Here is a statistic for you; according to the RSA Data Privacy & Security Report, 62 percent of respondents said, “they would blame the company for their lost data in the event of a breach, not the hacker”. That alone should be enough for organizations to take a hard look at data security, above and beyond mere compliance.
We are all aware of the 12 PCI DSS security standards that any entity involved in accepting, transmitting, or storing cardholder data must adhere to. Those standards were jointly developed by Visa, MasterCard, American Express, Discover, and JCB to provide security requirements to combat credit card fraud. While these standards absolutely provide a roadmap for organizations, they should not be confused with cardholder security. Here’s why.
For starters, an organization that is deemed PCI compliant has merely shown that they were compliant at a given date and time. It doesn’t mean that cardholder security is an on-going initiative for that organization. Secondly, some of the PCI DSS standards are a bit out of date. I’m only going to focus on the PCI DSS standards that are specific to contact centers and live-agent payment transactions.
The PCI DSS document, Protecting Telephone-based Payment Card Data was issued in March of 2011. PCI “Participating Organizations” vote each year for two community-driven initiatives, and for 2018 “Protecting Telephone-Based Payments” finally made the list. Many of these participants provide competing products, and it says a lot when a group of competitors come together to work on an initiative that they believe is in the best interest of organizations and consumers. Our approaches may differ, but the end goal is the same….data security.
Since the initial guidance provided in 2011, companies focused on call center technology have continued to innovate, taking telephone-based payment security measures into their own hands. IntraNext, along with our competitors, have invested in modern technology and developed new product platforms to aid organizations in securing cardholder data over and above the existing published PCI DSS standards.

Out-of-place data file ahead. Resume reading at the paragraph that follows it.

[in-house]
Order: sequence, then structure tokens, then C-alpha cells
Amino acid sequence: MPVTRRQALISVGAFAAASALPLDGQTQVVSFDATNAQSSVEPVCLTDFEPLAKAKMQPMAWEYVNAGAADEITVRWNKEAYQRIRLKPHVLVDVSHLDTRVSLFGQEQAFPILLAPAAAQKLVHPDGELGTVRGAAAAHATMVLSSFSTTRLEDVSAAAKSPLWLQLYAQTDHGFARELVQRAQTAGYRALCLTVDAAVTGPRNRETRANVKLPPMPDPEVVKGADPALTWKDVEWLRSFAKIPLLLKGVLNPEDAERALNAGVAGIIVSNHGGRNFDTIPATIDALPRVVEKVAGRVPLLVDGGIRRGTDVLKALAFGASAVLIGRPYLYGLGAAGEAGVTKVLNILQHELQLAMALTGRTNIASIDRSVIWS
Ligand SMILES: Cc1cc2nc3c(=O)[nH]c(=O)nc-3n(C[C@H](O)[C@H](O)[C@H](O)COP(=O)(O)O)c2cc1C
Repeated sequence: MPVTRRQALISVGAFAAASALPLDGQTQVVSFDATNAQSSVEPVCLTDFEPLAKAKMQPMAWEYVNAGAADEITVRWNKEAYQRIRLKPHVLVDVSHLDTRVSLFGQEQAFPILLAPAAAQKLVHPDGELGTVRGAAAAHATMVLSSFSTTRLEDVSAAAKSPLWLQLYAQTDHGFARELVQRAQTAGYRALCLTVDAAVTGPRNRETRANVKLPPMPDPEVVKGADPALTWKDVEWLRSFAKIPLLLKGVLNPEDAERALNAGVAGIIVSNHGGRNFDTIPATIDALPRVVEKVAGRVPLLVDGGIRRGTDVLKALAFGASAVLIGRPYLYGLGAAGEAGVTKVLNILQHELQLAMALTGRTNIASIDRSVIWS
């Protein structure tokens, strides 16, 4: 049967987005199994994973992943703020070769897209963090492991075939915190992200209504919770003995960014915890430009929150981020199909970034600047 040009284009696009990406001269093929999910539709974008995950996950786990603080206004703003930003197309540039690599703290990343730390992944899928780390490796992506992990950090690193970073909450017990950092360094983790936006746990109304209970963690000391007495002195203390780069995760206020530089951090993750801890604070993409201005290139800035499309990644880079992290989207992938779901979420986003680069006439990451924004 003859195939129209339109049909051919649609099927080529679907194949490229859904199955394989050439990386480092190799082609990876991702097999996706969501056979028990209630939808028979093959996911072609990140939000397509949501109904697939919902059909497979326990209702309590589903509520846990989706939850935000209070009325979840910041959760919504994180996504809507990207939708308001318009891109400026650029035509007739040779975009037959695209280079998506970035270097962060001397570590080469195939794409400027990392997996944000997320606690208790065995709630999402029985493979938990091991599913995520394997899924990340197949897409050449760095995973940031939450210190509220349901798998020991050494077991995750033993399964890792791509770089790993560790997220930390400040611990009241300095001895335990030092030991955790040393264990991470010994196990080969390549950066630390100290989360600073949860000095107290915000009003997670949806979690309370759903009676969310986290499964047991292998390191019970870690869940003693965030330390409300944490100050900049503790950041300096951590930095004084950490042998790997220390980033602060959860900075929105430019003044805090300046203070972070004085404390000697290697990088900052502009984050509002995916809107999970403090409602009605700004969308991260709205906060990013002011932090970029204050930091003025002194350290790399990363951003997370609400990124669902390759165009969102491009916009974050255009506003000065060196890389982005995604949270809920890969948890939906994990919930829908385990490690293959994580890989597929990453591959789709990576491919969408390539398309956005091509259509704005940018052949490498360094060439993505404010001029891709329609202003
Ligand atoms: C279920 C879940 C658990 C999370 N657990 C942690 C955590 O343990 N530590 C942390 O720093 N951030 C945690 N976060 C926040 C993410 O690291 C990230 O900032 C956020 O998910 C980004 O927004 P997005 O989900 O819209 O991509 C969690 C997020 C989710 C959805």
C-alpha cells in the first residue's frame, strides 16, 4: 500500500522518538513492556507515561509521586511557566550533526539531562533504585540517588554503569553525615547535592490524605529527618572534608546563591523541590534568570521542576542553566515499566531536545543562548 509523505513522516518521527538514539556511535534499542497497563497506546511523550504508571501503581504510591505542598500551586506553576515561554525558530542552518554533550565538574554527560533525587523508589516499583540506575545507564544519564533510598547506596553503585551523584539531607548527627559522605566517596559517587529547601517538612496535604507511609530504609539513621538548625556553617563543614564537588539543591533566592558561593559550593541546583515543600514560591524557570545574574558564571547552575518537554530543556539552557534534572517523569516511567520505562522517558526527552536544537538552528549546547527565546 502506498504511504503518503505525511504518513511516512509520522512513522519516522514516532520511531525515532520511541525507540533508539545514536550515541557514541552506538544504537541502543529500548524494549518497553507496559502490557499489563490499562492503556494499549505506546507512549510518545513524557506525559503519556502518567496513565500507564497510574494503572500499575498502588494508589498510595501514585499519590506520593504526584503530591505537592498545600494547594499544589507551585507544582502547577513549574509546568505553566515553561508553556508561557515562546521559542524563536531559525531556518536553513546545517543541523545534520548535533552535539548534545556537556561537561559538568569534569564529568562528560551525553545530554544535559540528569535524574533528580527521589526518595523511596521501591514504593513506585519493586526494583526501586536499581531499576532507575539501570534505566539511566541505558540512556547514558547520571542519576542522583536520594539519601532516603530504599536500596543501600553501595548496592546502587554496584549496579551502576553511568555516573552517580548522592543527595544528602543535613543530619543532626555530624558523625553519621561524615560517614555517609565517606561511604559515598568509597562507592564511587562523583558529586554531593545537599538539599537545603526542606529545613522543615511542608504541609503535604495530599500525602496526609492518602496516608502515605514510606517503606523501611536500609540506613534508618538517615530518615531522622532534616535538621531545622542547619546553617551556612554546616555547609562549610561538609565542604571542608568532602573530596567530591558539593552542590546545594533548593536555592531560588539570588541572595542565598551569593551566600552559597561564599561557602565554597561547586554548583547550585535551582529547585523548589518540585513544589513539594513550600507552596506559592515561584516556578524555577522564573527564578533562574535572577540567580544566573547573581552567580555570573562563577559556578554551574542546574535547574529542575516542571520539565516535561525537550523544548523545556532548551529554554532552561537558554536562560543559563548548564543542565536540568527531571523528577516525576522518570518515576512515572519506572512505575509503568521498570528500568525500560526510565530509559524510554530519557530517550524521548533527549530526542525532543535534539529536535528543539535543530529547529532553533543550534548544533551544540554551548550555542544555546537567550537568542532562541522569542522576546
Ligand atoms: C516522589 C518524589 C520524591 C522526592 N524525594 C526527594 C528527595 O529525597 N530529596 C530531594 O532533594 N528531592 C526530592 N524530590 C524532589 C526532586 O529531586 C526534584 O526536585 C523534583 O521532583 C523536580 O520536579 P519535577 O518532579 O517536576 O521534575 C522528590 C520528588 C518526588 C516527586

The introduction of DTMF masking is an example of a technologic advancement that should be considered best practice, albeit not an “official” PCI DSS requirement.
Basically, numeric credit card details are entered by the customer via their telephone keypad while remaining on a call with an agent. The agent can see the progress (not the details) of the data entry, but there is no verbal exchange of the data. Have you ever provided your credit card information over the phone and wondered if anyone around you heard it? The power of DTMF masking in live-agent payment transactions is that the sensitive cardholder data is not seen, heard, nor recorded on an agent’s desktop.
Quality monitoring systems are an important part of many call center operations. These recording systems can create challenges for companies to ensure they remain compliant with PCI DSS—purging recordings or initiating “pause and resume” operations are not efficient. By implementing DTMF masking, these challenges are virtually eliminated. If the data is neither seen nor heard during the conversation, call recordings can be captured in full.
Tokenization is another example of a technologic advancement that should be best practice. PCI DSS requires that cardholder data be eliminated, rendered useless, substituted, or secured. Eliminating cardholder data is not feasible for some organizations. How many of us have a card on file for recurring payments? Have you returned something you purchased online and the refund is directed to the card on file? Of course we have! Consumers like convenience. So how does an organization eliminate or render useless a card on file? Tokenization! Tokenization replaces cardholder data with a token that is useless outside of that organization and reduces the number of system components for which PCI DSS requirements apply.
The world of regulatory guidelines is about to get bigger. The General Data Protection Regulation (GDPR) goes into effect May 25, 2018. The GDPR has provisions designed to protect personal data including how data is stored, collected, and transferred. The GDPR applies to companies based in the European Union (EU) or have customers that are EU citizens. The Information Commissioner’s Office (ICO) has multiple resources regarding GDPR including the Guide to the General Data Protection Regulation. Both carry fines for non-compliance.
Compliance and data security are not easy initiatives to define or implement. Incorporating modern technological advancements above and beyond mere compliance can help your contact center achieve your data security and fraud prevention goals.